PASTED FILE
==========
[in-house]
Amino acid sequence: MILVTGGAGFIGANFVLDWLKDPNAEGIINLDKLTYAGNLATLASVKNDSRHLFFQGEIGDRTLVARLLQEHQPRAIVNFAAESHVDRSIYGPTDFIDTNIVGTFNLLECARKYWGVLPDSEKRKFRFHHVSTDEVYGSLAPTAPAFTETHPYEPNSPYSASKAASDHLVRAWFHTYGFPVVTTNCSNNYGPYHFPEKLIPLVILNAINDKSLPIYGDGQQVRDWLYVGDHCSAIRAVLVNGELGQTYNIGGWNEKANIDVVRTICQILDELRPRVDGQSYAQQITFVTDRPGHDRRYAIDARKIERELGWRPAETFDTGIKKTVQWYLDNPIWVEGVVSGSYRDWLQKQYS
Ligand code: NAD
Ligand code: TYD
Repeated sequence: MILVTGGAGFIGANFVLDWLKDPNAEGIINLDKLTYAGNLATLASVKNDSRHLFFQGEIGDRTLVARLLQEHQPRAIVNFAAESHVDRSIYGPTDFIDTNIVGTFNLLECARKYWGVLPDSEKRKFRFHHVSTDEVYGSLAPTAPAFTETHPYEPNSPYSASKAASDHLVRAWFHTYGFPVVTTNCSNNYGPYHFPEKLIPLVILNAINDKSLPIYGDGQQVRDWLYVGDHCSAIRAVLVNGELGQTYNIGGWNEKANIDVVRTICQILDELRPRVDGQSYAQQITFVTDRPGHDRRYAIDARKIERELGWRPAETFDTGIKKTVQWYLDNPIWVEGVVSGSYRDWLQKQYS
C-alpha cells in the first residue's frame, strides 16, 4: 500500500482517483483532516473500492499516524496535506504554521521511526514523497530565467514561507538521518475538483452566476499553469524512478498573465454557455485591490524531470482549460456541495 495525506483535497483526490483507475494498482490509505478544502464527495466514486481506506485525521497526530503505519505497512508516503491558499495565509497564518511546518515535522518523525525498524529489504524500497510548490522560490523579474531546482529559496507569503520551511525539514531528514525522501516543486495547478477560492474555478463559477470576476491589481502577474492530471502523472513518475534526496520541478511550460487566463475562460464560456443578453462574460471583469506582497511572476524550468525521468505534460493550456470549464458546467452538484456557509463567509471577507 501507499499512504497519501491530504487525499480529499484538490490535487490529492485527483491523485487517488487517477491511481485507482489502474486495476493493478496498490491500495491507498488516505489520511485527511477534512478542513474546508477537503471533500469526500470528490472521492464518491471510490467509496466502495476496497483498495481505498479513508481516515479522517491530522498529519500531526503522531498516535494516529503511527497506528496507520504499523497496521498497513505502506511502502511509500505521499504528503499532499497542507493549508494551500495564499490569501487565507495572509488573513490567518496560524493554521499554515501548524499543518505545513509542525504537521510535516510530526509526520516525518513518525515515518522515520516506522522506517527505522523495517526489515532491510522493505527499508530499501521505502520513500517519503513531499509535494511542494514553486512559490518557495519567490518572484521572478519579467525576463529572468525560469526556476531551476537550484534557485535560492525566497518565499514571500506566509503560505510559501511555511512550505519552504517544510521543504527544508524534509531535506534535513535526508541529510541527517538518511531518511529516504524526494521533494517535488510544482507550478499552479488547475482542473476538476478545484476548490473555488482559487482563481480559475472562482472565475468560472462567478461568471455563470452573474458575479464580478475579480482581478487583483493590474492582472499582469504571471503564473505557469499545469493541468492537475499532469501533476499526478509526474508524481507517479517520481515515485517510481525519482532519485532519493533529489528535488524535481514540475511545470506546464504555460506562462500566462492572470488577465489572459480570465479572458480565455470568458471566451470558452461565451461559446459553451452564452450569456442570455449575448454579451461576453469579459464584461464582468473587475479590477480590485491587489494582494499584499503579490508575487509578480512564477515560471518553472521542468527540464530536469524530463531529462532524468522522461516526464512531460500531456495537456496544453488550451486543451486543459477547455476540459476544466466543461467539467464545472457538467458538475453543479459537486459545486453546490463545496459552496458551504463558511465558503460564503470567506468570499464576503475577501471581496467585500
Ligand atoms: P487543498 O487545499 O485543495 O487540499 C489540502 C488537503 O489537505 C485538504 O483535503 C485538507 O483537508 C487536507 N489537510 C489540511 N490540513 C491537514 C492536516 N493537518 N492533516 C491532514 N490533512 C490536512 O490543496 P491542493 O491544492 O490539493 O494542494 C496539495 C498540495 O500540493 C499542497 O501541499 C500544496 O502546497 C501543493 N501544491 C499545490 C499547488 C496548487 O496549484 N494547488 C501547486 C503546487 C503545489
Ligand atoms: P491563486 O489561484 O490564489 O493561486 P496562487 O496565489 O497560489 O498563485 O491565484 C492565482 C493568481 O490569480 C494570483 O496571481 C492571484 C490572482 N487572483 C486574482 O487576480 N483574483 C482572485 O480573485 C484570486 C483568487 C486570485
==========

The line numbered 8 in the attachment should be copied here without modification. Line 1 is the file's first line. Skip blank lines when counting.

Ligand atoms: P491563486 O489561484 O490564489 O493561486 P496562487 O496565489 O497560489 O498563485 O491565484 C492565482 C493568481 O490569480 C494570483 O496571481 C492571484 C490572482 N487572483 C486574482 O487576480 N483574483 C482572485 O480573485 C484570486 C483568487 C486570485